Last Updated on Sep 2, 2020The RTL8188eu WiFi chip is not supported in Raspbian Lite out of the box, so we need a few things to make it work, but I’ll show you how.

What do we need?

Unfortunately, you need a keyboard and a display connected to the Pi Zero to setup this, so you can’t go completely headless during the setup process. After successful connection to WiFi, you don’t need the keyboard and display anymore, and you’ll be able to use an SSH client on your computer to connect to the Pi. You need to connect the Pi to a display via miniHDMI adapter and HDMI cable, you also need a USB-OTG adapter to connect the USB keyboard to the microUSB port of the Pi Zero. You’ll also need a microSD card (at least 2GB), and and a microUSB power source (at least 2A).

Who came up with this solution?

MrEngman is the developer of this solution, and he’s regularly uploading new drivers as new kernels come out. The driver files are uploaded to his website, and the file’s naming convention for the necessary kernel is explained here in the corresponding Raspberry Pi forum post.

What do I need to do before I install the driver?

Burn the latest Raspbian Lite image on the microSD card, and before you boot it for the first time, create the wpa_supplicant.conf file on the boot partition. This wpa_supplicant.conf contains all the settings and credentials which allow the Pi to connect to your WiFi router. This will be important at the end of the tutorial, but we do it now to take care of it.

In Raspbian Stretch you need these lines in wpa_supplicant.conf Explained here in the Raspberry Pi Forums.

I use the below wpa_supplicant.conf setup:

ctrl_interface=DIR=/var/run/wpa_supplicant GROUP=netdev


After the wpa_supplicant.conf is created, put the microSD card into the Pi Zero, then give it power to boot up.

How to install the RTL8188eu driver

First we need to determine the kernel version, which will be used to download the proper version of the 8188eu driver. The version and the number will be important in the next step.

Log in using the display and USB keyboard (pi/raspberry), and type this command to determine the kernel version.

uname -a


Linux raspberrypi 4.9.29+ #1000 ...

Note the kernel version.

After this you can shutdown the Pi again with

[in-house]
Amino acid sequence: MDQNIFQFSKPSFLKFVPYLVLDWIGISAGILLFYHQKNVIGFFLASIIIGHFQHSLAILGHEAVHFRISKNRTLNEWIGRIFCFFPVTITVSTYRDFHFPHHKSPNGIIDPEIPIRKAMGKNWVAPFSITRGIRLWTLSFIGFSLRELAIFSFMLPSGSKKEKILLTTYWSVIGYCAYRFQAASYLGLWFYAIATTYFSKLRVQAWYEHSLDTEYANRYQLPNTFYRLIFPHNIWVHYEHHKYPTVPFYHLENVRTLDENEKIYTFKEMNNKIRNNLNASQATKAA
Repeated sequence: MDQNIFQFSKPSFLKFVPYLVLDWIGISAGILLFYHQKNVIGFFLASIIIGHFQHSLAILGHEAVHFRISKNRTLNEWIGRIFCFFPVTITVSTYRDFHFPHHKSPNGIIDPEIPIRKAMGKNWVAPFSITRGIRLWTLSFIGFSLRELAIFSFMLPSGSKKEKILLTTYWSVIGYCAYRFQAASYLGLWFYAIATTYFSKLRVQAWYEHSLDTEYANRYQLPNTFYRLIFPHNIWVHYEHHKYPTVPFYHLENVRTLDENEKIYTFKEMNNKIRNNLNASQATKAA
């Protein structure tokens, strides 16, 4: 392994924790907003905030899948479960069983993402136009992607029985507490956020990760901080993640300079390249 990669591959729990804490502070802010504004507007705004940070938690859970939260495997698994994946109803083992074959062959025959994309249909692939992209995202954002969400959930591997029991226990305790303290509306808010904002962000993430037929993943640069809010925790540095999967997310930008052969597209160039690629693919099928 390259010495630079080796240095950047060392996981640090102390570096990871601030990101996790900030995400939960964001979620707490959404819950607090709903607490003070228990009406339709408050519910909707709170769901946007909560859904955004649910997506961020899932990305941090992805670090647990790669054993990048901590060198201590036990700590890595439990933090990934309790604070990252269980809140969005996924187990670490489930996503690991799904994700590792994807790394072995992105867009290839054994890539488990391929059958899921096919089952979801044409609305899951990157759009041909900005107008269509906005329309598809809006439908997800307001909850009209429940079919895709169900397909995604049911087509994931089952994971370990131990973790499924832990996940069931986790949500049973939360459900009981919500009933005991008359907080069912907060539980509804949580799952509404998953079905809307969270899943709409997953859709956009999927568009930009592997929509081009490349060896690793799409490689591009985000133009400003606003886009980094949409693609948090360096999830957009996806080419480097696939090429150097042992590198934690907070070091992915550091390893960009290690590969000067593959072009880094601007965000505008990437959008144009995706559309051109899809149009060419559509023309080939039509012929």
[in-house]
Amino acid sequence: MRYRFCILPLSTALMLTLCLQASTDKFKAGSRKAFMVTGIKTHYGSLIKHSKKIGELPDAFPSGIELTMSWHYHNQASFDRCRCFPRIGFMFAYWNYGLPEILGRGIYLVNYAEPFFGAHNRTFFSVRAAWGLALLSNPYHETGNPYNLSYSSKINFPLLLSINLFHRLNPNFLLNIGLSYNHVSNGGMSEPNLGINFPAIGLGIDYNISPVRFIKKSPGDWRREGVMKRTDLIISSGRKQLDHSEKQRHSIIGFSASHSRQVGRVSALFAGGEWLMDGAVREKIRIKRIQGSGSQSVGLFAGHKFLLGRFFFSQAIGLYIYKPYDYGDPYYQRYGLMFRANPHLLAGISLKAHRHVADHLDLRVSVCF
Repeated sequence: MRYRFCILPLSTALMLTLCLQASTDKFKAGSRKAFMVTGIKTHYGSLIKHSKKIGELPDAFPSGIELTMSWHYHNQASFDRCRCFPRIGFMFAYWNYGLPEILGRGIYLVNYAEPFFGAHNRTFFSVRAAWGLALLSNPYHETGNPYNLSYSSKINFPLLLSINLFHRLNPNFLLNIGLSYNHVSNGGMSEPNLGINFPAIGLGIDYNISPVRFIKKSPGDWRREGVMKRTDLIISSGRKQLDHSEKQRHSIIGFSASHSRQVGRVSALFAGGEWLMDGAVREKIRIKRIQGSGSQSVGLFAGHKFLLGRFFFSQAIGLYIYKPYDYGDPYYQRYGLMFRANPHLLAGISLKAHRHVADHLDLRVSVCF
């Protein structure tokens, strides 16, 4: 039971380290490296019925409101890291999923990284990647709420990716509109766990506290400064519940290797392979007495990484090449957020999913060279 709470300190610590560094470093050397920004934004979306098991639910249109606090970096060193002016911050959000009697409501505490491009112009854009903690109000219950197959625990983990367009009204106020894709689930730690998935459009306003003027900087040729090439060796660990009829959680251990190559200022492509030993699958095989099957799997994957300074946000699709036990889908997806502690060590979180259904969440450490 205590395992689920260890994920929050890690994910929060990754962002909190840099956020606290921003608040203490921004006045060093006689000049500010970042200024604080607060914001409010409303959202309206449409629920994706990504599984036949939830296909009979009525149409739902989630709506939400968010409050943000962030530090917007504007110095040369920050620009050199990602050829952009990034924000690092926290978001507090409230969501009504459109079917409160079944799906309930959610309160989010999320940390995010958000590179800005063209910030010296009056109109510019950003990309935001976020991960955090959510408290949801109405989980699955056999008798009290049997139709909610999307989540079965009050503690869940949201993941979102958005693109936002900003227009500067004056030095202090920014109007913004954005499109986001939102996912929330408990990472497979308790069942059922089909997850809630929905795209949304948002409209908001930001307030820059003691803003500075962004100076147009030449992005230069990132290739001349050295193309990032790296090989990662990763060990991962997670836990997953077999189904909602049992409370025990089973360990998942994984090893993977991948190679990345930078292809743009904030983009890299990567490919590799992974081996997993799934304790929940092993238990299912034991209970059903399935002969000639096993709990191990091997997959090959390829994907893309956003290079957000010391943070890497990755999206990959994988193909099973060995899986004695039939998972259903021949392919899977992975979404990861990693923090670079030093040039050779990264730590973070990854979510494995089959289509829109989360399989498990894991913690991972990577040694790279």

sudo shutdown now

and put the microSD card back in your computer.

On your computer you need to download the driver file. The filename you need to download is determined by the kernel version.

As an example for the Raspbian kernel 4.9.29(-v7)+ #1000 and driver 8188eu:
Pi1/Pi0: 8188eu-4.9.29-1000.tar.gz

Pi2B/Pi3B: 8188eu-4.9.29-v7-1000.tar.gz (note the hyphen and v7 in the file name)

After you downloaded the file, uncompress the archive, it should be a folder. Copy this folder to the /boot/ partition of the SD card (that’s the only partition which Windows sees).

The folder should contain 3 files:


Safely remove the microSD card from your PC and insert it again to the Pi Zero. Boot it up.

Log in using the display and USB keyboard again, and look for the folder you’ve coped to the boot partition.

cd /boot/8188eu[press TAB]

In my case it was:

cd /boot/8188eu-4.9.29-1000/

You need to run the script to install the driver:
sudo ./

After the driver installation, run the raspi-config setup tool and set up the basic settings:

sudo raspi-config
1 Change User Password
2 Hostname
5 Interfacing Options > P2 SSH > Enable? 
7 Advanced Options > A1 Expand Filesystem
7 Advanced Options > A3 Memory Split > 16

Reboot now? 

Log in again using your display and USB keyboard, and type this:

watch -n 5 ifconfig

Then, unplug your USB keyboard from the USB-OTG adapter, and plug in the RTL8188eu WiFI dongle.

When you plug in the dongle, apart from the loopback interface the wlan0 interface should appear. If you’ve configured the WiFi SSID and password correctly in the wpa_supplicant.conf file, it will try to connect to your WiFi router automatically, and if your router is set up to provide IPs via DHCP, the IP address of your Pi should be visible here after a minute or so. You can exit this with Ctrl+C.

Since the SSH server should now be running, you can use an SSH client on your PC to connect to your Pi.

Success? You have reached the Pi Zero via Wifi!

This tutorial has been revised on: 2017-Oct-10
Tested on OS image: 2017-09-07-raspbian-stretch-lite.img